When Nancy King celebrated her 80th birthday with a vision quest ceremony in rural Quebec, she carried a lifetime of self-doubt into the forest with her. Today, she's free from all that. Find out what happened.
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Posted in: Wellness
by Judith Fein.
Photography by Paul Ross
Not too long ago, I was sitting in the waiting area of a hair salon, indulging in a guilty pleasure—reading trashy magazines. I skipped over the plunging necklines of movie stars I’ve never heard of, bounced over an article or two about how to hook your man like a flounder, and my eyes settled on a pop quiz: how is your fitness level?
Treadmill? Yes, ma’am.
Do you go to the gym twice or more a week? Check.
Is walking part of your daily routine? You bet. I walk at least 75 minutes a day in the hills and arroyos (river beds) around my home.
Swim? Uh huh.
Hula hoop? Love it.
Tai chi? I’m there.
Yoga? Kundalini style.
Biking? Nope. Hurts my butt.
Hiking? Well, if I can go really slowly on ascent.
Mountain climbing? Next life.
White water rafting? Sure, if it’s class 2 or under.
Paragliding? I like to watch it. Does that count?
I stopped the quiz and scrolled down to the results, which informed me that I am probably fit, but not an adventurer.
So, I wondered, does that mean I’m unqualified for adventure travel? And then my always-active mind skipped to: what is adventure travel anyway?
by Elyn Aviva
I needed a break. Big time. I’d been doing too much for too long. Traveling. Writing. Doing. Coming up with projects, ideas. More doing. And doing some more. I loved it all, and I loved my husband, Gary, but I needed a break. Alone. And somewhere preferably in Spain, where we live.
I started scanning last-minute Internet offers. My idea was a comfortable little cabin in the woods; someone bringing me wholesome food; and occasionally taking short, shady strolls through verdant vegetation.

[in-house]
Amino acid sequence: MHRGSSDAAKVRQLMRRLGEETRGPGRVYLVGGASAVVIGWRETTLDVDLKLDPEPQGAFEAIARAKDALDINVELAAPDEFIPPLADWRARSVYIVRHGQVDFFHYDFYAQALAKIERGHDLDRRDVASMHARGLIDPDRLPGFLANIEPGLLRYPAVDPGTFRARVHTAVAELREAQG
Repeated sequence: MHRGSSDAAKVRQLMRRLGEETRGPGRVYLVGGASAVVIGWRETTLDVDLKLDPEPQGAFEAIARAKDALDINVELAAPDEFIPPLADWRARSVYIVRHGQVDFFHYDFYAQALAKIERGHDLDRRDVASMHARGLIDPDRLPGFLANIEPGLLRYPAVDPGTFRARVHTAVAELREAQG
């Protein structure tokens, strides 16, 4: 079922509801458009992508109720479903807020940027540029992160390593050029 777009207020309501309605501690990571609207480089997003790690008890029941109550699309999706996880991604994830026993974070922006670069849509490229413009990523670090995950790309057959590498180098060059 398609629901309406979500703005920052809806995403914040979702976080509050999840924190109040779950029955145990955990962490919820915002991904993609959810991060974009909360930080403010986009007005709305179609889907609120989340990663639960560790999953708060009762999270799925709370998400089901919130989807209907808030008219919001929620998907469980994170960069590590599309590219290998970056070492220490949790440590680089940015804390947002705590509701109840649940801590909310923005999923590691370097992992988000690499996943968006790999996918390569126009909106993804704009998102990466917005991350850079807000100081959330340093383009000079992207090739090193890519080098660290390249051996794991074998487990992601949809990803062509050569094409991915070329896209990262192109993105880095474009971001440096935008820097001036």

Suddenly a vision floated before my eyes. My Camino de Santiago pilgrim friend Judy Colaneri and her husband, Juan Carlos, own Fuentes de Lucia, a “boutique” hotel/retreat center in the mountains of northwestern Spain. They had been asking me to visit for years. I checked the website. It wasn’t an isolated cabin in the woods, but it looked like a charming place, located in a beautiful Asturian Natural Park.
A “dynamic yoga retreat” was scheduled for the week I wanted to be there. I wasn’t sure I was interested in “dynamic” or “yoga”—it’s been too many years since I sat on the floor or managed to mold into an asana—but the retreat part sounded good.
I emailed Judy and received an immediate reply. In fact, she wrote, she had already put my name on the door of Room #7. That’s auspicious, I thought. After all, according to the Bible, the Creatrix rested on the seventh day. And that’s just what I wanted to do.
Alright, we all know by now that drinking red wine is supposed to be heart-healthy. So then, shouldn’t slathering a glass of Merlot on your body be good for the skin? Such is the theory, sort of, at the Caudalie Spas. There are currently only four in the world, and I am luxuriating in a ‘vinotherapie’ massage in the Relais San Maurizio Hotel in the heart of the Piedmont region of northwestern Italy. The vintage is being absorbed into the skin rather than ingested into the bloodstream.
As is also true in Bordeaux, France, Rioja, Spain and New York City (Hmmm; don’t exactly think of the latter as a major wine-producing area…), here wine is king! And the appreciation of its many attributes – which, as those who know me can attest, I try to experience as often as I can – is a venerated practice. So it seems appropriate that the consumption of wine extend beyond traditional imbibing.